This set of FAQs accompanies the Feb. 2, 2016, announcement of MIT’s plans to consolidate and expand the Institute’s programs in online and digital education.
What is the news?
MIT President L. Rafael Reif announced today a series of new Institute-wide initiatives aimed at consolidating and significantly expanding the Institute’s programs in online and digital education — which span from pre-kindergarten through graduate and professional education.
What are these initiatives?
MIT announced several Institute-wide initiatives aimed at coordinating and expanding the Institute’s programs in residential and digital education, at all levels of teaching and learning. At the core, the Integrated Learning Initiative (MITili, or “mightily”) will bring focused, rigorous quantitative and qualitative research to bear on the process of learning.
The investigative work of MITili will shape the directions of MIT’s efforts in three key areas: pK-12, higher education, and professional continuing education. The pK-12 Action Group will coordinate the more than 100 existing programs at MIT serving pK-12 education. In higher education, MIT will expand its digital learning offerings on MITx and OpenCourseWare, while reimagining the MIT undergraduate experience through Residential MITx and the MITx Digital Learning Lab, two programs that support faculty use of digital tools on campus. In the realm of continuing education, MIT will provide scalable learning solutions for corporations, executives, and professionals.
Why is MIT announcing this now?
In summer 2014, the Institute-Wide Task Force on the Future of MIT Education, commissioned by President Reif, issued its final report. To promote rigorous, data-driven educational experimentation, assessment, and research, the Task Force report proposed that MIT create a faculty-led initiative for educational innovation; establish a hub for learning research, practice, and outreach; define a pK-12 strategy; expand continuing and professional education offerings; and engage the MIT community with the world.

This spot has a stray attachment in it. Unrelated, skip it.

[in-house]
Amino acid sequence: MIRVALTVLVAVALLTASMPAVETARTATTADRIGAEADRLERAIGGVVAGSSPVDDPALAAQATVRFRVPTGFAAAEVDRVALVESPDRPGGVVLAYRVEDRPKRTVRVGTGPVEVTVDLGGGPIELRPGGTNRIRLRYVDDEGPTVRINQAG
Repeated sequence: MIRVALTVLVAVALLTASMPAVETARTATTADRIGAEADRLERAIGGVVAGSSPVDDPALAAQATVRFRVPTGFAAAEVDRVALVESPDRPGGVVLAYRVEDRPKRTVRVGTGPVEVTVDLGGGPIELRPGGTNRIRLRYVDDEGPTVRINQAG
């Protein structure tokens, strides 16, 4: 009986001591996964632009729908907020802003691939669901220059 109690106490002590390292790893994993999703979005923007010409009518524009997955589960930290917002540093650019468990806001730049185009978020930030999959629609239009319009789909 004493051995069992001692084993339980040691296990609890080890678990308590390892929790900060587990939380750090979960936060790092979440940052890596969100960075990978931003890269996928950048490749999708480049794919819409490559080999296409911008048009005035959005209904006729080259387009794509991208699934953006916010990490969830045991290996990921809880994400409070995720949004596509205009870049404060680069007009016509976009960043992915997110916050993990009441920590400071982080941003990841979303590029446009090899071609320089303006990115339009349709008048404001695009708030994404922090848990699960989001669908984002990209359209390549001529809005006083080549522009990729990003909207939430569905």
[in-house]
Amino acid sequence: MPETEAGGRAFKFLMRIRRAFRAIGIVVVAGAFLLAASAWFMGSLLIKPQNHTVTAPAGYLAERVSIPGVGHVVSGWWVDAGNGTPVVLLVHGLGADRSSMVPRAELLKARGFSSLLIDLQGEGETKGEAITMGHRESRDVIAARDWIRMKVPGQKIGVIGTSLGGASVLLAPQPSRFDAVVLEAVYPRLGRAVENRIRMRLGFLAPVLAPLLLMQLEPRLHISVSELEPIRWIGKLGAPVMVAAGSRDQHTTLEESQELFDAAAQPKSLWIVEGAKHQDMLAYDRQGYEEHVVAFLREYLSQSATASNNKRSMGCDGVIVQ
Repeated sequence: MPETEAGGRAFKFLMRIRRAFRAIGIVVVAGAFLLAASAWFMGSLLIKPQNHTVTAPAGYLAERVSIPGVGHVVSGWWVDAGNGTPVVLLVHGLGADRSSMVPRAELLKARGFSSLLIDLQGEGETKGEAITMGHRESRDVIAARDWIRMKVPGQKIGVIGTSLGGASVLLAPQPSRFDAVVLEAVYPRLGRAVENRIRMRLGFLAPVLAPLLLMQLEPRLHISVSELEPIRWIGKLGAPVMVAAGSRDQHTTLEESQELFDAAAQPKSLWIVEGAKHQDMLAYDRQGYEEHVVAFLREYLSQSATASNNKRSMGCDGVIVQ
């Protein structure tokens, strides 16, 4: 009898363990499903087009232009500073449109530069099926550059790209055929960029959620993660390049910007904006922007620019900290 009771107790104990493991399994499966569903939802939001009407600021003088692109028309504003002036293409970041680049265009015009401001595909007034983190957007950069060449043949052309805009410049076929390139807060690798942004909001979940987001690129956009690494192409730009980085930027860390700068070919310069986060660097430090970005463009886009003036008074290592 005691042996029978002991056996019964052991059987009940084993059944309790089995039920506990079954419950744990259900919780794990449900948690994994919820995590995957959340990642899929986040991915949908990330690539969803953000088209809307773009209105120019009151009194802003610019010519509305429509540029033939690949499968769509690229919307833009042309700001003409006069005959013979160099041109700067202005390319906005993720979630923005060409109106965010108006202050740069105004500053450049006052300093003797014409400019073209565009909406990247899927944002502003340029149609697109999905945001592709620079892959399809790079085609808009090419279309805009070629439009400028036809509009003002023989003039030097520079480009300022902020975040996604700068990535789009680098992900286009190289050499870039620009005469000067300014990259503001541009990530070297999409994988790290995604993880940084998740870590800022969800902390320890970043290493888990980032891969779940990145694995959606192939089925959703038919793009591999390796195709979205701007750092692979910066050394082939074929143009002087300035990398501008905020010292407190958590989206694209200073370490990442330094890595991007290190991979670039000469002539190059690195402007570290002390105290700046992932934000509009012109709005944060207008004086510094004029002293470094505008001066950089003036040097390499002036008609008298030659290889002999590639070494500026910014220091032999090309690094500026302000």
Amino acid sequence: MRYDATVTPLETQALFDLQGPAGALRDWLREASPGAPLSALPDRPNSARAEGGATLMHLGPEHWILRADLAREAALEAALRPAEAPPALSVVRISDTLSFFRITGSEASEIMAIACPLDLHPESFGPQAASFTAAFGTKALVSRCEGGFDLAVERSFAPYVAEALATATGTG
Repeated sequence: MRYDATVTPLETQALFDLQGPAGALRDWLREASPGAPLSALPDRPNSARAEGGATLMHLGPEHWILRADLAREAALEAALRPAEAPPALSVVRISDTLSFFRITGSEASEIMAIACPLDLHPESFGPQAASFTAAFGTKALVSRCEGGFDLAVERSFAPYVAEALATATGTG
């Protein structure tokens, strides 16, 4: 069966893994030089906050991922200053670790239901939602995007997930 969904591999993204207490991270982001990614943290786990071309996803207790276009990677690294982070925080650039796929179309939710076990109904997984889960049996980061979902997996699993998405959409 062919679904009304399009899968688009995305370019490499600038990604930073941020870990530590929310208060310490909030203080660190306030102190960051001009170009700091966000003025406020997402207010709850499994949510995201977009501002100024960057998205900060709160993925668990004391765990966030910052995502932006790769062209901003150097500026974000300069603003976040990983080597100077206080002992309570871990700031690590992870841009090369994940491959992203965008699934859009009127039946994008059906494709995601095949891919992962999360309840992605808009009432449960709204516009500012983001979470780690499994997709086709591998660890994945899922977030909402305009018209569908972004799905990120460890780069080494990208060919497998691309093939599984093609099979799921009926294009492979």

The Integrated Learning Initiative responds to this challenge by addressing our fundamental understanding of learning and teaching. MITili, pK-12, and MIT’s digital learning efforts implement several recommendations made by the Task Force to shape the future of education at MIT and beyond, through bold experimentation in learning research, practice, and design.
Who will lead these initiatives?
In keeping with the high priority of these new efforts and of the entire field of digital learning, Professor Sanjay Sarma will take on the newly created position of vice president for open learning, reporting directly to President Reif. Sarma, currently MIT’s dean of digital learning, is also the Fred Fort Flowers (1941) and Daniel Fort Flowers (1941) Professor of Mechanical Engineering.
How are other MIT departments, labs, and centers involved?
MITili, the pK-12 Action Group, and MIT’s ongoing open education and digital learning programs are cross-disciplinary, Institute-wide initiatives working closely with Chancellor Cynthia Barnhart, the Office of the Dean for Undergraduate Education, and the Office of the Dean for Graduate Education, under the charge of President Reif. These initiatives will serve as incubators for collaborations between MIT departments, labs, and centers as well as outside industries, governments, and universities.
What is MITili?
The MIT Integrated Learning Initiative is a multidisciplinary center for research in teaching and learning. It will drive fundamental research on learning to improve approaches to teaching and educational technologies on campus and online. MITili will draw from fields as wide-ranging as cognitive psychology, engineering, neuroscience, economics, health, arts, design, and architecture.
What is the purpose of MITili?
The goal of this research is to study the acquisition, retention, mastery, integration, transfer, and practice of knowledge; understand the social, political, and economic ecosystem of education; and use these findings to build next-generation learning systems to transform education at all levels: pK-12, higher, and professional.
Who will lead MITili?